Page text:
Our Ratings Tables reveal how area consumers have rated local carpet and rug cleaners. For some of these, the use of the word “professional” is something of a stretch. But for others, it is a perfect fit: They consistently perform top-quality work. 

This article will tell you—for both in-home cleaning of wall-to-wall carpet and in-plant cleaning of rugs—about the different cleaning processes, the advantages and disadvantages of hiring a professional rather than doing it yourself, how to choose a competent company, how to work with the company to make your job more successful, what work you can do yourself (and how to do it), and what problems just can’t be fixed. 

Cleaning Wall-to-Wall Carpeting 

Trouble Spots 

Much can go wrong during a carpet-cleaning job: 

  • Overwetting. The biggest danger is that the carpet will get too wet. Overwetting occurs in various ways: use of poorly adjusted hot-water-extraction equipment, which pulls water out at too low a pressure (see description of cleaning methods and equipment below); passing over areas too many times with hot-water-extraction equipment or shampoo; applying excessive shampoo; and spilling. 

If moisture reaches a carpet’s backing, any of a number of problems can result. There may be a separation of the secondary backing. If the backing is jute—common in older carpets—the moisture may cause fibers in the backing to shrink and tear seams, dissolving the cellulose in the backing and wicking it to the surface to produce brown stains. The dye in an overwet carpet may bleed. Mildew may develop if a carpet remains wet for several days. And wood floors beneath carpet may suffer warpage or other damage. 

  • Brushing improperly. The brushing that occurs during some cleaning processes—especially the shampoo and bonnet methods—may sometimes distort carpet yarns so that different sections of pile lie in different directions. This can create the appearance of shadows, or even of soiling, that may be impossible to correct. The trick is to avoid over-brushing or to use a soft brush if a stiff one appears to be causing excessive pile distortion.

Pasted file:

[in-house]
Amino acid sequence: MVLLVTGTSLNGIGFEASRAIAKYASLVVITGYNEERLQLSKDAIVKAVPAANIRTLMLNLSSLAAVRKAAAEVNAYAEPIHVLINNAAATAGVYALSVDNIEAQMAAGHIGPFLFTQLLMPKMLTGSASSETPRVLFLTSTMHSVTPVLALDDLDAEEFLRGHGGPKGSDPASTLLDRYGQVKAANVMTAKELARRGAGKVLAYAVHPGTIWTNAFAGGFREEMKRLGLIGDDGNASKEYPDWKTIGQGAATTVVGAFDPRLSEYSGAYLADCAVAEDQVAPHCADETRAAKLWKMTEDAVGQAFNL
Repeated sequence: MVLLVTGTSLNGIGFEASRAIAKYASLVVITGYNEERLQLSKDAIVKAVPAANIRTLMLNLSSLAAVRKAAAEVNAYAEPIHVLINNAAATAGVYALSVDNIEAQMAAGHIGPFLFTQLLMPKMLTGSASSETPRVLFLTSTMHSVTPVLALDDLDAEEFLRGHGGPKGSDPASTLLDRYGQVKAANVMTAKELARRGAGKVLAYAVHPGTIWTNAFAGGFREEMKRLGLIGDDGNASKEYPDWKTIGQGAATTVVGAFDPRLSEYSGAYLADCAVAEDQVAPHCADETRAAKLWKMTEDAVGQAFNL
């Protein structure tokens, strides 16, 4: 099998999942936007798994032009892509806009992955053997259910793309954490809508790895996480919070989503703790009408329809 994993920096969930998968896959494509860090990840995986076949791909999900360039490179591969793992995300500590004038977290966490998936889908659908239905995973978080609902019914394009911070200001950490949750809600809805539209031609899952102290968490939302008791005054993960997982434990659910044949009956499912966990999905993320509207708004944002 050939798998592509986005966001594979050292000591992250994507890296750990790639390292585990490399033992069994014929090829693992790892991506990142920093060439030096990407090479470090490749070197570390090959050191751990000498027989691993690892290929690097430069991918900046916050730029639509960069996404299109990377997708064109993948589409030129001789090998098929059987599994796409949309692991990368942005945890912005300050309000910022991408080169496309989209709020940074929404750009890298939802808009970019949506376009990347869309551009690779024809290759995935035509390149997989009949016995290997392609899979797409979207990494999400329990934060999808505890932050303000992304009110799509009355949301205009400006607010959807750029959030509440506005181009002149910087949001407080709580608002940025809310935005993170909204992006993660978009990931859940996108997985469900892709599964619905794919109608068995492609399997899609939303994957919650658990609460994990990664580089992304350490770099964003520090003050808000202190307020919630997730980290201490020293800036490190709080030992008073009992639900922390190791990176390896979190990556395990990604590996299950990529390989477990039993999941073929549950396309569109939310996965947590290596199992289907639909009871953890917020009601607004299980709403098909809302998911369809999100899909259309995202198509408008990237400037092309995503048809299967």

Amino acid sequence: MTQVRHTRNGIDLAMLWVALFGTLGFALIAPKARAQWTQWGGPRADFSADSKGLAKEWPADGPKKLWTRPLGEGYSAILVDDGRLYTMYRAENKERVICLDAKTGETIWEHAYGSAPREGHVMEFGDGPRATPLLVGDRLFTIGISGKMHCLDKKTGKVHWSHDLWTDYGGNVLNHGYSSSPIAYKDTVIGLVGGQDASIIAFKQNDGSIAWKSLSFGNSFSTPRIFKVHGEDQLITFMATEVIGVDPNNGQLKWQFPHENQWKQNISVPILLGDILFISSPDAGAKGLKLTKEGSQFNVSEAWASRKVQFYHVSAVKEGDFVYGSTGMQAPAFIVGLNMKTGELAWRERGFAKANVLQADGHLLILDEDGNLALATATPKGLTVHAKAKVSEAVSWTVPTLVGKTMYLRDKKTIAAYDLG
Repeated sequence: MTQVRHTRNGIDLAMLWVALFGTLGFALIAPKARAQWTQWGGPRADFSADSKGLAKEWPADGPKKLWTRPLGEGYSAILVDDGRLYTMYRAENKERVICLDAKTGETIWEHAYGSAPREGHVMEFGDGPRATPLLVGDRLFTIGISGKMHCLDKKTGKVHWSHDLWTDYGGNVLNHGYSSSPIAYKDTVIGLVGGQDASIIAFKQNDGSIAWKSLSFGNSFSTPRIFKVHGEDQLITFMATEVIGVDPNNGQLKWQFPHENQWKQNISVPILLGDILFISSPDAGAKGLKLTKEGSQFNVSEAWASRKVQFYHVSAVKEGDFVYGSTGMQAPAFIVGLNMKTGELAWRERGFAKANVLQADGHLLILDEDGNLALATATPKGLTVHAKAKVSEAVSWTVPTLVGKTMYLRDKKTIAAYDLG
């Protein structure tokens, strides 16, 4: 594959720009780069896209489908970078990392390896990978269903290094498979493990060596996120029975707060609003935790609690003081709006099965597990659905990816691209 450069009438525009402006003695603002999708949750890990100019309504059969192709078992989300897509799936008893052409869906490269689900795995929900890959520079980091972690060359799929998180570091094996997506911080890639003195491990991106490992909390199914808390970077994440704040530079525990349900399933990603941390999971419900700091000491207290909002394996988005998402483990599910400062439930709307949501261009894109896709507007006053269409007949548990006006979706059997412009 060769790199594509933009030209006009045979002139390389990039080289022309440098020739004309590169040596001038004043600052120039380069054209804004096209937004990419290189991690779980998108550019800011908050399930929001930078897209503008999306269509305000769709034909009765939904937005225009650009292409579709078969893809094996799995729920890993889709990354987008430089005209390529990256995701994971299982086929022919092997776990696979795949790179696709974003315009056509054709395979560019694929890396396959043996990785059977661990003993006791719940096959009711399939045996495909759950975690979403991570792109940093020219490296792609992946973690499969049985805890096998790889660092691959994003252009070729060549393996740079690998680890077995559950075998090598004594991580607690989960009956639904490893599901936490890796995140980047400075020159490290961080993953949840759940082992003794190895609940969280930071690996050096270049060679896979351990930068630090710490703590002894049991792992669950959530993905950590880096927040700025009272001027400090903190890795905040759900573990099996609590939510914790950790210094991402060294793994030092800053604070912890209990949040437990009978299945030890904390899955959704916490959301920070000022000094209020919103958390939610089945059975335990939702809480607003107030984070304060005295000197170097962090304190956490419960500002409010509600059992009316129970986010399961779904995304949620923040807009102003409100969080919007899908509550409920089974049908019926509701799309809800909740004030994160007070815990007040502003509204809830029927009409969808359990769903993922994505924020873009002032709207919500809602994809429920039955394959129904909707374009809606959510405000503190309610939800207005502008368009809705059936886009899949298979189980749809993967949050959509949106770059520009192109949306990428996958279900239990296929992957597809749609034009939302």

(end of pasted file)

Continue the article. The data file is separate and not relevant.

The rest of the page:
• Using too alkaline a solution. While carpets are cleaned most easily with highly alkaline detergent solutions, these solutions can cause the colors in some carpets to bleed and can cause browning. One professional carpet cleaner art is mixing or selecting cleaning solutions to fit the carpet—sometimes even using an acidic solution where there is a substantial danger of bleeding or a strong alkaline residue from previous cleanings. Many of the newer stain-resistant carpets specify that the warranty will be voided if the carpet is cleaned using a solution that is too alkaline or that contains brightening agents. 
  • Other dangers: 
  • Using the wrong dilution ratio or chemicals that leave sticky residues. 
  • Using chemicals that contain substances that may cause allergic reactions or may be toxic. 
  • Causing dyes to run by using inappropriate cleaning agents or solvents. 
  • Allowing rust or wood stains to get on wet carpet by replacing furniture without putting down leg covers or other protection.